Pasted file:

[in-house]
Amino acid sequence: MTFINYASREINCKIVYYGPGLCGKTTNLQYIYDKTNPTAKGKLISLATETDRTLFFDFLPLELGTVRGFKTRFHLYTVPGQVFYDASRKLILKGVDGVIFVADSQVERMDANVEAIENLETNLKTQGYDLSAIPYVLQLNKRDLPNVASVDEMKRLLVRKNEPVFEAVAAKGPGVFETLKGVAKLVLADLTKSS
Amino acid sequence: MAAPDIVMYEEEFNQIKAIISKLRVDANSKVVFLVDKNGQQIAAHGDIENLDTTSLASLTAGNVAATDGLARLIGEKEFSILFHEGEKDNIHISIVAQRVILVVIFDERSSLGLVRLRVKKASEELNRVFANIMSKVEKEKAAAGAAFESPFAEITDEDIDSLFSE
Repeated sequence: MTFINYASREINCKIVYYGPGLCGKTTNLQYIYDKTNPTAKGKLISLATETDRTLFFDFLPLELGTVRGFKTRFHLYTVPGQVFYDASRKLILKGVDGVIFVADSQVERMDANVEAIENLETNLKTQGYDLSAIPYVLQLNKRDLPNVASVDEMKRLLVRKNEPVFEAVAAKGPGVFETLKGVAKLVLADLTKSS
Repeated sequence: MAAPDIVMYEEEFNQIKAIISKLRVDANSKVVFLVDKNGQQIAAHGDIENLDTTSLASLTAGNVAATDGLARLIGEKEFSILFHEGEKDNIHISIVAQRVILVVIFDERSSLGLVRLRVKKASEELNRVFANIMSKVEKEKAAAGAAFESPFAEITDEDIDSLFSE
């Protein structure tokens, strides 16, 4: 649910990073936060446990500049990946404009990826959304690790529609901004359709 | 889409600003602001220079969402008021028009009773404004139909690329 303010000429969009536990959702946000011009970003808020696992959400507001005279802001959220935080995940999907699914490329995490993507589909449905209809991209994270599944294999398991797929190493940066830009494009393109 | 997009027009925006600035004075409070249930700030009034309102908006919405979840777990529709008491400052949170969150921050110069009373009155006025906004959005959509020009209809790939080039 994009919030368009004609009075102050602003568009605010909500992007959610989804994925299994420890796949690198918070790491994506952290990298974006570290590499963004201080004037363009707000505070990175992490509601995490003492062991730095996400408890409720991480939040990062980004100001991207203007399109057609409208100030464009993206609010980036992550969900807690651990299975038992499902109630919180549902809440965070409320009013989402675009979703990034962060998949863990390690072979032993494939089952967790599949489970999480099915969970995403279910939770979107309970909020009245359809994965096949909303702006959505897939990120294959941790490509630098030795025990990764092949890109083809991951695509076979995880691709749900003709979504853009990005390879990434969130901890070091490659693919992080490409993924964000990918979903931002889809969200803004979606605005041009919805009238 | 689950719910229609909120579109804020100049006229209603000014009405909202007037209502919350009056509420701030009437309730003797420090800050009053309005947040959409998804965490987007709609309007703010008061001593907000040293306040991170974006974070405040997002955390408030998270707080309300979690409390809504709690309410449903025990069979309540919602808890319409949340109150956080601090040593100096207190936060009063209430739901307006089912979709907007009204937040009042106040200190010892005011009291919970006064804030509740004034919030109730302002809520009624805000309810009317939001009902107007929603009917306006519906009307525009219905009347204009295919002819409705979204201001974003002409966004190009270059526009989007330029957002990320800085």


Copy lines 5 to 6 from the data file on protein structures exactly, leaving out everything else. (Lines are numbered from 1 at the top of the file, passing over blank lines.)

Repeated sequence: MAAPDIVMYEEEFNQIKAIISKLRVDANSKVVFLVDKNGQQIAAHGDIENLDTTSLASLTAGNVAATDGLARLIGEKEFSILFHEGEKDNIHISIVAQRVILVVIFDERSSLGLVRLRVKKASEELNRVFANIMSKVEKEKAAAGAAFESPFAEITDEDIDSLFSE
């Protein structure tokens, strides 16, 4: 649910990073936060446990500049990946404009990826959304690790529609901004359709 | 889409600003602001220079969402008021028009009773404004139909690329 303010000429969009536990959702946000011009970003808020696992959400507001005279802001959220935080995940999907699914490329995490993507589909449905209809991209994270599944294999398991797929190493940066830009494009393109 | 997009027009925006600035004075409070249930700030009034309102908006919405979840777990529709008491400052949170969150921050110069009373009155006025906004959005959509020009209809790939080039 994009919030368009004609009075102050602003568009605010909500992007959610989804994925299994420890796949690198918070790491994506952290990298974006570290590499963004201080004037363009707000505070990175992490509601995490003492062991730095996400408890409720991480939040990062980004100001991207203007399109057609409208100030464009993206609010980036992550969900807690651990299975038992499902109630919180549902809440965070409320009013989402675009979703990034962060998949863990390690072979032993494939089952967790599949489970999480099915969970995403279910939770979107309970909020009245359809994965096949909303702006959505897939990120294959941790490509630098030795025990990764092949890109083809991951695509076979995880691709749900003709979504853009990005390879990434969130901890070091490659693919992080490409993924964000990918979903931002889809969200803004979606605005041009919805009238 | 689950719910229609909120579109804020100049006229209603000014009405909202007037209502919350009056509420701030009437309730003797420090800050009053309005947040959409998804965490987007709609309007703010008061001593907000040293306040991170974006974070405040997002955390408030998270707080309300979690409390809504709690309410449903025990069979309540919602808890319409949340109150956080601090040593100096207190936060009063209430739901307006089912979709907007009204937040009042106040200190010892005011009291919970006064804030509740004034919030109730302002809520009624805000309810009317939001009902107007929603009917306006519906009307525009219905009347204009295919002819409705979204201001974003002409966004190009270059526009989007330029957002990320800085």